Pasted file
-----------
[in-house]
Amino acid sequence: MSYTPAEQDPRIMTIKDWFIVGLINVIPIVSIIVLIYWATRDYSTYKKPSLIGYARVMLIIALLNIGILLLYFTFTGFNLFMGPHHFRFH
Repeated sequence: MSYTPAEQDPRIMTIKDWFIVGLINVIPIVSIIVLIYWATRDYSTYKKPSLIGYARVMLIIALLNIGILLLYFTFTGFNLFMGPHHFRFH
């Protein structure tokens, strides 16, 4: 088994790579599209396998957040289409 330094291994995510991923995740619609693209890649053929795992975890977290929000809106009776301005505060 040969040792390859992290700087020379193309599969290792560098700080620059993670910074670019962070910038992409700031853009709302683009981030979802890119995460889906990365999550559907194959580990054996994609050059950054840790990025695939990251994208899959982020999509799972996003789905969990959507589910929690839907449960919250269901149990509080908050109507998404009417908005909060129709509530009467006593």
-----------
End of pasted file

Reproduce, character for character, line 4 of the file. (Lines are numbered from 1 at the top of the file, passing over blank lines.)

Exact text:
């Protein structure tokens, strides 16, 4: 088994790579599209396998957040289409 330094291994995510991923995740619609693209890649053929795992975890977290929000809106009776301005505060 040969040792390859992290700087020379193309599969290792560098700080620059993670910074670019962070910038992409700031853009709302683009981030979802890119995460889906990365999550559907194959580990054996994609050059950054840790990025695939990251994208899959982020999509799972996003789905969990959507589910929690839907449960919250269901149990509080908050109507998404009417908005909060129709509530009467006593």